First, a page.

Water-borne, food-borne and other infectious diseases are common with more serious outbreaks occurring sometimes.
- Use hygiene precautions, including careful and frequent hand washing.
- Boil drinking water or drink bottled water.
- Avoid ice cubes.
- Seek medical advice if you have a fever or are suffering from diarrhoea.
The standard of medical facilities provided by public hospitals in major cities is good. There are often long waiting times. This medical system can be confusing. Some hospitals operate English-speaking private clinics.
Treatment at private clinics and priority care centres is expensive. Doctors and hospitals may expect payment before providing medical and dental services, including for emergency care.
Taiwan experiences typhoons, particularly in the wet/typhoon season (May to November). Flooding and mudslides are common. The direction and strength of typhoons can change with little warning. In some areas, adequate shelter from a severe typhoon may not be available to all.
If a typhoon is approaching, flights in and out of affected areas could be delayed or suspended. Available flights may fill quickly. The typhoon could also affect access to sea ports in the region.
If a typhoon is approaching, local authorities may declare a 'typhoon day' at very short notice. This ordinarily results in reduced business operating hours and government office closures. A 'typhoon day' is announced on local radio and television stations, including International Community Radio Taipei (ICRT), which broadcasts in English. If a typhoon day is declared, the Australian Office in Taipei may be closed. See Where to get help.
Information on typhoons and other severe weather is available from the Taiwan Central Weather Bureau. You can also keep up-to-date by checking the websites of the World Meteorological Organisation Severe Weather Information Centre, the Joint Typhoon Warning Centre and the Global Disaster Alert and Coordination System.
- Monitor the Taiwan Central Weather Bureau and regional weather forecasts. Plan accordingly.
- Familiarise yourself with your hotel or cruise ship evacuation plans.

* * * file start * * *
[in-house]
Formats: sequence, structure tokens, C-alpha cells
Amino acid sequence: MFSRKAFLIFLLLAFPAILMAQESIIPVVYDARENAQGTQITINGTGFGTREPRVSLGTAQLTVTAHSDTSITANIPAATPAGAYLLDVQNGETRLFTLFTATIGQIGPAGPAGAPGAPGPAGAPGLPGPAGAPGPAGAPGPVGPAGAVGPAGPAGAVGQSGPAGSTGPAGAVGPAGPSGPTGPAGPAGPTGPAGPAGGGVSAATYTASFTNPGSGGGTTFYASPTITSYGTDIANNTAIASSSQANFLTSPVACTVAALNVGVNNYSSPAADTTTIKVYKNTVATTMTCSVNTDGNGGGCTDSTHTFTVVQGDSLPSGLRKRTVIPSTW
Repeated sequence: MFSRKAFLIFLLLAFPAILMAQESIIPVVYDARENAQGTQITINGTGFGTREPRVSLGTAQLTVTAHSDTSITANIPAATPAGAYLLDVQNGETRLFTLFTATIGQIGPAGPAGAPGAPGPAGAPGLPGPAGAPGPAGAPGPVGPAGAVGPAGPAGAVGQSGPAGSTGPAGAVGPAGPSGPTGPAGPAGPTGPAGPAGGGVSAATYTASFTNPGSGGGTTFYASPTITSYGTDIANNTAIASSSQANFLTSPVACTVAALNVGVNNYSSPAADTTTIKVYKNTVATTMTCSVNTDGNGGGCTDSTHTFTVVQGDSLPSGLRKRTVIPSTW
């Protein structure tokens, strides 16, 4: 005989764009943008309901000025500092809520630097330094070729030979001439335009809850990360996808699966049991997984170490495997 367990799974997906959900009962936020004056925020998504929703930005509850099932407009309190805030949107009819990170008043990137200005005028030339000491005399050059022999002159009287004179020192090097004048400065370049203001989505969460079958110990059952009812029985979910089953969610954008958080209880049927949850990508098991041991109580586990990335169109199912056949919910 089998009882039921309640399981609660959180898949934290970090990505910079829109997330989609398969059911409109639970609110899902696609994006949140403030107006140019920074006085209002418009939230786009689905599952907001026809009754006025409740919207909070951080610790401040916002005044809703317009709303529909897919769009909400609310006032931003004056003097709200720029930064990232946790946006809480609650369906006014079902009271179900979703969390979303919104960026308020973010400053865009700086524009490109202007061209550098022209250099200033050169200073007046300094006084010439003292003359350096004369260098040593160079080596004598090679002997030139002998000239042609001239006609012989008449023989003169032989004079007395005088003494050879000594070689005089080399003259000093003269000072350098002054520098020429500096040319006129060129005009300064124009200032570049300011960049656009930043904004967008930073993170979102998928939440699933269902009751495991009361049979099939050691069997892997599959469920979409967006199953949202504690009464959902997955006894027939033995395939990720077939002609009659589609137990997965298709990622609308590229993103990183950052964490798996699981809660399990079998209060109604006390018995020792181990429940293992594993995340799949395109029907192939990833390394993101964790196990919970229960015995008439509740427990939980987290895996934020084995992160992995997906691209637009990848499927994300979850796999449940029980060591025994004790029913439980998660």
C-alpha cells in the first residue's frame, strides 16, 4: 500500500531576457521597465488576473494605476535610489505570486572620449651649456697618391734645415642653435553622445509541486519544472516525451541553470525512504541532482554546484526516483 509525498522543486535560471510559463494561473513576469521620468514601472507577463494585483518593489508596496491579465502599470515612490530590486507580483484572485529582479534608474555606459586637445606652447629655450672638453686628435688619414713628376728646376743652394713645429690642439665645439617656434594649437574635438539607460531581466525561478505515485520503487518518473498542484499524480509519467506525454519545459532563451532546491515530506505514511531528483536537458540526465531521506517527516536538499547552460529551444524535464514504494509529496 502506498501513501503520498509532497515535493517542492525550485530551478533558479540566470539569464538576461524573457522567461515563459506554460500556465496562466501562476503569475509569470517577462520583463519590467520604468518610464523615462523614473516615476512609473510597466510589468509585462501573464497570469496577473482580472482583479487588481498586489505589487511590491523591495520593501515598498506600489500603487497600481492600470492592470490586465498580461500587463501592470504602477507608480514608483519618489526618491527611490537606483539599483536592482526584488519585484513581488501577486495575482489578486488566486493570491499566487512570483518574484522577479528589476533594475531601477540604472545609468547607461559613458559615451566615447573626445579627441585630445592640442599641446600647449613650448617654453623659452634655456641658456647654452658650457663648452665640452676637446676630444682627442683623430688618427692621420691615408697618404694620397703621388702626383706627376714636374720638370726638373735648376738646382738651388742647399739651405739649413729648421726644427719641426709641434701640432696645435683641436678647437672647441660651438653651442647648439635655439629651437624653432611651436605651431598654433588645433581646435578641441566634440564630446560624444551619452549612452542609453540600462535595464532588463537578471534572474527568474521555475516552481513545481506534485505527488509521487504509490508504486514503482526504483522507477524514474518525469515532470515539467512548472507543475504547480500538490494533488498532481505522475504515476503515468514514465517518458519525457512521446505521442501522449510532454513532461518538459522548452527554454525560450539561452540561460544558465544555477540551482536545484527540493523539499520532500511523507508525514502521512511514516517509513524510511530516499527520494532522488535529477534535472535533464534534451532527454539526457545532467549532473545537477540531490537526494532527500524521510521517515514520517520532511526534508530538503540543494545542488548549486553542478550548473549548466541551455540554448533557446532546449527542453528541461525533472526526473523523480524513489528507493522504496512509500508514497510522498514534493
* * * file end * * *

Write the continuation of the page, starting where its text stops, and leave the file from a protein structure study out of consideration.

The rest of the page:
- Secure your passport in a safe, waterproof location or carry it on you at all times (in a waterproof bag).
- Take official warnings seriously.
- Familiarise yourself with the advice of local authorities on preparing for a natural disaster.
If there is typhoon approaching or other natural disaster:
- tune your radio to FM 100.7 for English-language updates
- closely monitor the media, other local information sources and the Global Disaster Alert and Coordination System
- follow the advice of local authorities
- contact friends and family in Australia with regular updates about your welfare and whereabouts
- contact your airline directly for the latest flight information
- contact tour operators directly to check whether tourist services at your planned destinations have been affected.
More information: Severe weather
Earthquakes and tsunamis
Earthquakes occur frequently. Read Earthquakes for advice on travelling to and living in an earthquake-prone region.
Tsunamis are a risk because of frequent earthquakes in the region.
In addition to the advice for natural disasters above:
- check for information on earthquakes and tsunamis in the Pacific on the Pacific Tsunami Warning Center website
- if you're in a coastal region after a major earthquake or when a tsunami is approaching, move to higher ground immediately.
Where to get help
Depending on what you need, your best option may be to contact your family, friends, airline, travel agent, tour operator, employer or travel insurer. Your travel insurer should have a 24-hour emergency number.
Emergency phone numbers
- English language emergency line: 0800 024 111
- Fire: 119
- Ambulance: 119
- Police: 110 or contact the local police at the nearest police station
Always get a police report when reporting a crime.
Tourism services and products
For complaints relating to tourism services or products, contact your service provider directly.
Consular services charter for what the Australian Government can and can't do to help you overseas. For consular assistance, contact the Australian Office in Taipei.
The Australian Office, Taipei
27th and 28th Floor, President International Tower
9-11 Song Gao Road
Telephone: (886 2) 8725 4100
Fax: (886 2) 8789 9599
Australian Office in Taipei website for information about opening hours and temporary closures that may affect service provision.
If you're unable to contact the Australian Office in a consular emergency, contact the 24-hour Consular Emergency Centre on +61 2 6261 3305 from overseas, or 1300 555 135 within Australia.